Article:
Friday, November 4, 2011

Storm und drang

Stein and Fehling in Young Goethe in Love
Young Goethe in Love
Directed by Philipp Stölzl
Starring Alexander Fehling, Miriam Stein & Moritz Bleibtreu
Released by Music Box Films; opened November 4, 2011

The opening scene of Young Goethe in Love is a tip-off. A breathless student runs into the room where he is to have his doctoral exam and immediately does a pratfall at the table where his poker-faced grading trio sits. What is this, Amadeus? Will Philipp Stölzl’s lighthearted film also turn the great German writer into a frivolous goofball who just happens to be an incredible genius?

Admittedly, the movie isn’t off to a good start when, after failing the exam because he’s been too busy writing his inferior poetry than putting in the hard work of studying that marks a real doctoral candidate, Goethe goes outside and, in the snowy university quad below the examining room’s windows--where those examiners can see--he “writes” two words in the snow: LICKE MICH! or, in equally colorful English, KISS MY ASS!

The dumbing down of a revered figure of world literature thankfully doesn’t continue unabated for the next 100 minutes, so this isn’t simply “Goethe for Dummies.” However, the film’s title has been changed from the original German, which simply exclaims Goethe! Apparently, those unfamiliar with Goethe need to know that the movie includes youthful romance; whether that gets any more fannies in the seats is problematic.

The new title at least is in keeping with the movie’s extreme emotional swings that approximate the storm und drang plot of Goethe’s international literary breakthrough, the semi-autobiographical novel The Sorrows of Young Werther. Director-writer Stölzl and co-writers Christoph Müller and Alexander Dydyna dramatize Goethe’s affair with Lotte, a beautiful young singer. Of course, he has no chance to win her hand since her widowed father--up to his ears in debt and raising several kids alone--sets her up with Albert, a moneyed court councilor who happens to be law clerk Goethe’s boss.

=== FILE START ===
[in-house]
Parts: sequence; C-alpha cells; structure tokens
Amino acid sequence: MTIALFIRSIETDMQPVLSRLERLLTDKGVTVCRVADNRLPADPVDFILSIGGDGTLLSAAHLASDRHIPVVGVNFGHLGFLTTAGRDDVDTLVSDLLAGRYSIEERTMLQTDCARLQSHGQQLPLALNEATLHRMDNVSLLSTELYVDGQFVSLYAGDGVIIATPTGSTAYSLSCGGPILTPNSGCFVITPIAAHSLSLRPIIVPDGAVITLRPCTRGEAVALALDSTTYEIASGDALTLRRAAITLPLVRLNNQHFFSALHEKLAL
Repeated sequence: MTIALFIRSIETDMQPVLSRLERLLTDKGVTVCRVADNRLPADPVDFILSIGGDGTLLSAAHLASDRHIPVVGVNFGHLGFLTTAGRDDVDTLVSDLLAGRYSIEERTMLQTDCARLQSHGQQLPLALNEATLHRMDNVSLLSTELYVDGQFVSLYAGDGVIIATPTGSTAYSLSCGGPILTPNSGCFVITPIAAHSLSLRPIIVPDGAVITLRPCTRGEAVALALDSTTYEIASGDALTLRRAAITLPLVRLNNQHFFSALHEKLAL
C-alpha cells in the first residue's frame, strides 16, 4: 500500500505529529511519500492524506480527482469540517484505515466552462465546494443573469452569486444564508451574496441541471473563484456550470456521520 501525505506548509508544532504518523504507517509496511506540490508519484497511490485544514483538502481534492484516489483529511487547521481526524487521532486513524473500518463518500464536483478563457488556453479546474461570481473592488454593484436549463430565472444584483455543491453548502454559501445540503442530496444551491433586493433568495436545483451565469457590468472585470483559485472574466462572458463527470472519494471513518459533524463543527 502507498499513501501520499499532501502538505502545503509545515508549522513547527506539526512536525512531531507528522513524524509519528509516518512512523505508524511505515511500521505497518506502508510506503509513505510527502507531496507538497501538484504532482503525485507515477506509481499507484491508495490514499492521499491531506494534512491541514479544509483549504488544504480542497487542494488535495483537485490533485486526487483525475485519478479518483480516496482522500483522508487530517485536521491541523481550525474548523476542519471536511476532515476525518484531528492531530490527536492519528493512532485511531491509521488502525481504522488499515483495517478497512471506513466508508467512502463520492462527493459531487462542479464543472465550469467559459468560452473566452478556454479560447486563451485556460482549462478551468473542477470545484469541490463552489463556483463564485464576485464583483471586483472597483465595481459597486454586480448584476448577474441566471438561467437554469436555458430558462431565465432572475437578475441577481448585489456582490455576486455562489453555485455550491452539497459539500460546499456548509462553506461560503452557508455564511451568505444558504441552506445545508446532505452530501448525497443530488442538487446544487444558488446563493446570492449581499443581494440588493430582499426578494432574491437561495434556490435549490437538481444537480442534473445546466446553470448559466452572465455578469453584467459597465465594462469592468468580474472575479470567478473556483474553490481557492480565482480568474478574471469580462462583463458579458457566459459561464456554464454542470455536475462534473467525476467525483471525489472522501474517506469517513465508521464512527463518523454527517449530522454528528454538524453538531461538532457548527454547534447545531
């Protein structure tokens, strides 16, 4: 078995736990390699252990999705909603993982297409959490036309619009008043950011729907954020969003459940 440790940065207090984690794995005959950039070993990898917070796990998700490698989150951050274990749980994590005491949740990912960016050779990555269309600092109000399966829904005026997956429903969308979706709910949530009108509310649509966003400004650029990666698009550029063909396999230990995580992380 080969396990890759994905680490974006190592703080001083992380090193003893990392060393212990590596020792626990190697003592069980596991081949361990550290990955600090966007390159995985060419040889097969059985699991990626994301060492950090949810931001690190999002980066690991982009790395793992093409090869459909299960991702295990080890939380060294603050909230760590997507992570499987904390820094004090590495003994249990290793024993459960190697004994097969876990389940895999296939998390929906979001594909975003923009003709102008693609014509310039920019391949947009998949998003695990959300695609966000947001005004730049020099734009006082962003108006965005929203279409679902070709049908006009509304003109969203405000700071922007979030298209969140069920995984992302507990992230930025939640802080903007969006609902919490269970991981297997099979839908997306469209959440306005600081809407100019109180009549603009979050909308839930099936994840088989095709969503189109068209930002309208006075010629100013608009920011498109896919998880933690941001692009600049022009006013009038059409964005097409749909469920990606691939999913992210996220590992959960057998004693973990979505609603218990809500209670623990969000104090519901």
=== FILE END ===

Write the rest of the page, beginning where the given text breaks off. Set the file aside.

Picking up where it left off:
After they meet, much screen time is taken up by their pining for each other in the best/worst ultra-romantic tradition: they sit around waiting for other to make the first movie (i.e., write the first letter), then when each decides to visit the other, guess what? They ride right past each other! When they finally catch up with each other later that day, they take a stroll in the forest, where it starts raining, so they get soaked and find a convenient ruined house and make love right there on the floor. Then they both get sick and are confined to separate beds.

Lotte then becomes engaged to Albert, thanks in part to Goethe, who plays Cyrano to Albert’s Christian by feeding him the heart-fluttering lines that Lotte can’t resist. When the two men realize that they’ve been unwitting rivals, things go from bad to worse for Goethe. First, his best friend, Jerusalem, kills himself after being rebuffed by a married woman who promised that she would leave her husband for him. And secondly, he’s arrested for illegal dueling when Albert (who set it all up to get Goethe out of the way) asks for satisfaction.

This is a world where jilted young men fire pistols into their heads because they are afflicted by “morbid melancholia.” Luckily for Goethe (and generations of readers and scholars), he does not pull the trigger when he attempts suicide once he realizes Lotte is forever out of each. Instead, he finds inspiration and, in direct contradiction of everyone who wished he would give up writing his failed poetry, feverishly pens Werther and becomes world famous, shown in an over-the-top finale of celebrity adulation reminiscent of the worst excesses of Ken Russell’s garish biopics like The Music Lovers.

Director Stölzl’s romantic costume drama has a lovely visual palette thanks to Kolija Brandt’s camerawork: though gorgeous, it is subtly muted to avoid the obvious pretty postcard shots such material ordinarily demands. The energetic cast is headed by Alexander Fehling’s strappingly handsome and dashing Goethe, Miriam Stein’s fresh-faced and perky Lotte and Moritz Bleibtreu’s hilariously clueless Albert.

It won’t be close to Amadeus in popularity, but if this often ridiculous romance gets one viewer read Goethe, then it will have served its purpose.

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